“This is a very complicated process,” Doretti said. “The missing can be anywhere.”
Humid and leafy, Tapachula is the principal crossing for Central Americans entering the country on a path they hope will take them to the United States. But thousands end up stranded here and in other southern border towns, out of money and out of hope, begging and scraping a living, preyed upon by rapists and exploiters.
Gangs, often in cahoots with local police, demand money from the migrants from the minute they cross the Suchiate River into Mexico.
Many migrants pay brokers to board a rickety, smoke-belching train that crosses the country; they cling to wagon roofs and sides, and many fall off and are killed. Most have to pay people claiming to be the Zetas, who have branched out beyond drugs and dominate the human-trafficking business. Migrants are killed if they fail to fork over enough cash.
“Coyotes used to be independent, but now they all work for the Zetas. To pass through, it has to be authorized by the Zetas,” said Luis Perdomo Vidal, a vice consul of El Salvador who is based in Tapachula and who helped initiate efforts to bring in the Argentine team.
Perdomo Vidal tracks the ebb and flow of Salvadorans through Tapachula, those headed north and those deported back south. Six in 10 of the women are sexually assaulted, he says, and he is particularly alarmed by the number of girls younger than 18 who are attempting the trip — twice as many so far this year as last — and becoming targets of the gangs.
The gang members “move in a pack of wolves,” he said.
Activists praise the local government for mounting an operation a couple of years ago to round up thugs from one of the gangs. The men confessed to killing 20 migrants, but the bodies were never found. No other such arrest operations have taken place.
And so the Central Americans end up like Suyapa Hernandez from the inaptly named Progreso, Honduras. Her husband and an adult son headed north last year and went missing. She came to Tapachula in search of them. And then she went missing.
“Who is left to denounce the crime?” asked Ramon Verdugo, a human rights activist dedicated to migrants. “I don’t think we’ll ever know what happened.”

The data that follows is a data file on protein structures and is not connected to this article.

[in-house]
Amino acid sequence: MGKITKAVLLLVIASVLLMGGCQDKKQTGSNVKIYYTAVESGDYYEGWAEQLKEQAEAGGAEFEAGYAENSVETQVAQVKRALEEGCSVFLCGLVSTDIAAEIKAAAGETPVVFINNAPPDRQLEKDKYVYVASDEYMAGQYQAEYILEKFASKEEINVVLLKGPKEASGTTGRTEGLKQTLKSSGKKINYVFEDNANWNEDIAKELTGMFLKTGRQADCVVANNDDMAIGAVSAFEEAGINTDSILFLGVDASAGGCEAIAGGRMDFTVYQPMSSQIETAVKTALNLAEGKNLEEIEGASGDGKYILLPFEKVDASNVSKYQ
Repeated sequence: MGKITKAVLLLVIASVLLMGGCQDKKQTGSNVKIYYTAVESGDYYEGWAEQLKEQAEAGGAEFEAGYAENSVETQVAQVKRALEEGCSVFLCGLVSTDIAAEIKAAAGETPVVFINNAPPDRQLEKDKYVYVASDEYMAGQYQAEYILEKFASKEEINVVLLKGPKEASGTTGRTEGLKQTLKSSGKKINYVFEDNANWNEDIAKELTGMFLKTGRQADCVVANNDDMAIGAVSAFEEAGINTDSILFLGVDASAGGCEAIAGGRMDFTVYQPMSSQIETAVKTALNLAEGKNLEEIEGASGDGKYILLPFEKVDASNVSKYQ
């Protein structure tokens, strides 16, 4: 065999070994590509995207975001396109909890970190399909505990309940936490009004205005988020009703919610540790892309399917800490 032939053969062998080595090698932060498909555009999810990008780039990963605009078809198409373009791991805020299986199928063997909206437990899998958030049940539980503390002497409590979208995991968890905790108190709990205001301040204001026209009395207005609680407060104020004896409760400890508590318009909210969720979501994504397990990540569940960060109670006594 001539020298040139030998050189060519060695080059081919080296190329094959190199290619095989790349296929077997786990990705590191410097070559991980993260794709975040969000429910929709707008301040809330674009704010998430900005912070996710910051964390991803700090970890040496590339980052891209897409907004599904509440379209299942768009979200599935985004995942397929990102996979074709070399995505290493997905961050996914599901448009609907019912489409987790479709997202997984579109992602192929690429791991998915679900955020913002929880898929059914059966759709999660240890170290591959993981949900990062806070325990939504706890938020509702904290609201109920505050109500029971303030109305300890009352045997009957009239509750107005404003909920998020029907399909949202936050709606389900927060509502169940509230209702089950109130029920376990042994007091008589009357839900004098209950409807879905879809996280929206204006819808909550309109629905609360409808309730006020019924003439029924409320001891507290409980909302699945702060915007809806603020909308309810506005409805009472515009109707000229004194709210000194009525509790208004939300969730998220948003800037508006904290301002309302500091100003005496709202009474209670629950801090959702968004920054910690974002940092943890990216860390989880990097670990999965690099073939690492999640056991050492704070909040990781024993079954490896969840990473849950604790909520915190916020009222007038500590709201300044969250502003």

And that is where Doretti and her team hope to come in.
Aldo Ledon, a Mexican member of the team, is the head of an ad hoc migrants rights group called Voces Mesoamericanas (Mesoamerican Voices). “The idea is that this allows families to close the circle. Closure,” Ledon said.
As one chapter — identification — closes, perhaps another — finding justice and removing stigma — opens, Ledon said.
So, each morning, Doretti leaves her young daughter at the hotel with a baby-sitter, puts on sauna-inducing coveralls and trudges through the Garden Pantheon, with graves slightly overtaken by weeds, rows of miniature mausoleums and bright aquamarine and coral-pink tombstones.
Toward the back, the mass grave sits among palm trees. Because these were not clandestine burials, there are actually records, albeit scant ones, of each body, listing things such as height and weight and, if known, the place where the victim was found. Diplomats say there are about 60 bodies in the grave, but local journalists put the number closer to 100.
As each body is removed, it is transported to a morgue, where the DNA samples are consulted. (Doretti has religiously denied access to the burial site to journalists; the details here were recounted by participants.)
Next to the exhumation site in the main part of the cemetery, the Alvarez family the other day was burying Adelita, a 46-year-old mother who had died of cancer.
Huddled around the freshly churned dirt of her grave, they ate tamales and drank Corona beers. A musician sang a cappella, mournfully intoning the words of an old Mexican folk song.
When the pantheon takes me
I don’t want crying
I don’t want sadness
All that I want is a serenade in the early morning.
Behind them, the black and blue tarps glistened in the sun, and police officers chased away anybody who approached.